doi:10.1371/journal.pone.0101283
PMCID: PMC4077728  PMID: 24983247
3.  Increased fat in pancreas not associated with risk of pancreatitis post-endoscopic retrograde cholangiopancreatography 
Background
A preliminary study has shown increased pancreatic fat in patients with idiopathic pancreatitis and sphincter of Oddi dysfunction. In this study, we aimed to determine if an increased quantity of pancreatic fat is an independent risk factor for pancreatitis post-endoscopic retrograde cholangiopancreatography (ERCP).
Methods
In this case control study, we retrospectively reviewed a local radiological and ERCP database to identify patients who had had abdominal magnetic resonance imaging (MRI) followed by ERCP no more than 60 days later between September 2003 and January 2011. Percentage of fat was determined by recording signal intensity in the in-phase (Sin) and out-of-phase (Sout) T1-weighted gradient sequences, and calculation of the fat fraction as (Sin − Sout)/(Sin) × 2 by an abdominal radiologist blinded to clinical history. Controls matched for age, gender, and other pancreatobiliary disease were selected from a group with no post-ERCP pancreatitis (before fat content of the pancreas was analyzed).
Results
Forty-seven patients were enrolled. Compared with controls, subjects with post-ERCP pancreatitis were similar in terms of age (41.4 years versus 41.1 years), gender (21.2% versus 20.2% males), pancreatobiliary disease characteristics, and most ERCP techniques. Measurements of pancreatic head, body, and tail fat and body mass index were similar in patients and controls.
Conclusion
Increased pancreatic fat on MRI criteria is not an independent predictor of post-ERCP pancreatitis.
doi:10.2147/CEG.S31333
PMCID: PMC4061141  PMID: 24959090
magnetic resonance imaging; obesity; pancreatic fat; post-ERCP pancreatitis; sphincter of Oddi dysfunction
4.  Synergistic Effects of Targeted PI3K Signaling Inhibition and Chemotherapy in Liposarcoma 
PLoS ONE  2014;9(4):e93996.
While liposarcoma is the second most common soft tissue malignant tumor, the molecular pathogenesis in this malignancy is poorly understood. Our goal was therefore to expand the understanding of molecular mechanisms that drive liposarcoma and identify therapeutically-susceptible genetic alterations. We studied a cohort of high-grade liposarcomas and benign lipomas across multiple disease sites, as well as two liposarcoma cell lines, using multiplexed mutational analysis. Nucleic acids extracted from diagnostic patient tissue were simultaneously interrogated for 150 common mutations across 15 essential cancer genes using a clinically-validated platform for cancer genotyping. Western blot analysis was implemented to detect activation of downstream pathways. Liposarcoma cell lines were used to determine the effects of PI3K targeted drug treatment with or without chemotherapy. We identified mutations in the PIK3CA gene in 4 of 18 human liposarcoma patients (22%). No PIK3CA mutations were identified in benign lipomas. Western blot analysis confirmed downstream activation of AKT in both PIK3CA mutant and non-mutant liposarcoma samples. PI-103, a dual PI3K/mTOR inhibitor, effectively inhibited the activation of the PI3K/AKT in liposarcoma cell lines and induced apoptosis. Importantly, combination with PI-103 treatment strongly synergized the growth-inhibitory effects of the chemotherapy drugs doxorubicin and cisplatin in liposarcoma cells. Taken together, these findings suggest that activation of the PI3K/AKT pathway is an important cancer mechanism in liposarcoma. Targeting the PI3K/AKT/pathway with small molecule inhibitors in combination with chemotherapy could be exploited as a novel strategy in the treatment of liposarcoma.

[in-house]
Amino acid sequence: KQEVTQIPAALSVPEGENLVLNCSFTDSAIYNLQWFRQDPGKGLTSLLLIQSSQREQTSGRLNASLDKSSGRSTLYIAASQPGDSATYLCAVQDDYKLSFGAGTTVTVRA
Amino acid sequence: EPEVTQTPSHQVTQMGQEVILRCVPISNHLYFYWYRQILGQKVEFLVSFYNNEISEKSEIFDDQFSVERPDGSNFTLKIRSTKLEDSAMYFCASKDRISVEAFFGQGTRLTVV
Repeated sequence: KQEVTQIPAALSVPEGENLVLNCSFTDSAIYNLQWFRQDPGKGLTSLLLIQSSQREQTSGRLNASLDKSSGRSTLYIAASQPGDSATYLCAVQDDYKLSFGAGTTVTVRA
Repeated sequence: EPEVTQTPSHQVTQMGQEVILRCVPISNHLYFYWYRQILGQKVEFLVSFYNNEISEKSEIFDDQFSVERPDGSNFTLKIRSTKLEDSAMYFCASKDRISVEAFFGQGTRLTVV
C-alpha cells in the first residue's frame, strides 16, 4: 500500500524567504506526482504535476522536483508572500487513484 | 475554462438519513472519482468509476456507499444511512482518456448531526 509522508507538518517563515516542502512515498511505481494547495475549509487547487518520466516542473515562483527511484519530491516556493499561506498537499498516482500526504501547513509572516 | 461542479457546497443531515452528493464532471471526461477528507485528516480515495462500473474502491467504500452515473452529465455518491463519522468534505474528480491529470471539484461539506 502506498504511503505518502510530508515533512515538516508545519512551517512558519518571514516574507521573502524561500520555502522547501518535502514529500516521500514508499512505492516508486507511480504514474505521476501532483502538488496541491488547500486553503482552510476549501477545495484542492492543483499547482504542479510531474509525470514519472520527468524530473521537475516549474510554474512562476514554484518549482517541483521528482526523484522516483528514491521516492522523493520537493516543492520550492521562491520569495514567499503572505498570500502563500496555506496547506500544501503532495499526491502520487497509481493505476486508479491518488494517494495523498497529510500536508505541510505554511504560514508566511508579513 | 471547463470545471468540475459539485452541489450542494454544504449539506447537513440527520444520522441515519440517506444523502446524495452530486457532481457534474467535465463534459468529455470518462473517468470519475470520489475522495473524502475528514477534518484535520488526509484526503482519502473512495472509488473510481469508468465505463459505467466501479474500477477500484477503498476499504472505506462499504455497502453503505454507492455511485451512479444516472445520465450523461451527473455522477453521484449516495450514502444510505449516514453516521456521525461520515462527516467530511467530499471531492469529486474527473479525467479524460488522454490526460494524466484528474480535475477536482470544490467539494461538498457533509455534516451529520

doi:10.1371/journal.pone.0093996
PMCID: PMC3973642  PMID: 24695632
5.  A Randomized Trial of Rectal Indomethacin to Prevent Post-ERCP Pancreatitis 
The New England Journal of Medicine  2012;366(15):1414-1422.
Background
Preliminary research suggests that rectally administered nonsteroidal antiinflammatory drugs may reduce the incidence of pancreatitis after endoscopic retrograde cholangiopancreatography (ERCP).
Methods
In this multicenter, randomized, placebo-controlled, double-blind clinical trial, we assigned patients at elevated risk for post-ERCP pancreatitis to receive a single dose of rectal indomethacin or placebo immediately after ERCP. Patients were determined to be at high risk on the basis of validated patient- and procedure-related risk factors. The primary outcome was post-ERCP pancreatitis, which was defined as new upper abdominal pain, an elevation in pancreatic enzymes to at least three times the upper limit of the normal range 24 hours after the procedure, and hospitalization for at least 2 nights.
Results
A total of 602 patients were enrolled and completed follow-up. The majority of patients (82%) had a clinical suspicion of sphincter of Oddi dysfunction. Post-ERCP pancreatitis developed in 27 of 295 patients (9.2%) in the indomethacin group and in 52 of 307 patients (16.9%) in the placebo group (P = 0.005). Moderate-to-severe pancreatitis developed in 13 patients (4.4%) in the indomethacin group and in 27 patients (8.8%) in the placebo group (P = 0.03).
Conclusions
Among patients at high risk for post-ERCP pancreatitis, rectal indomethacin significantly reduced the incidence of the condition. (Funded by the National Institutes of Health; ClinicalTrials.gov number, NCT00820612.)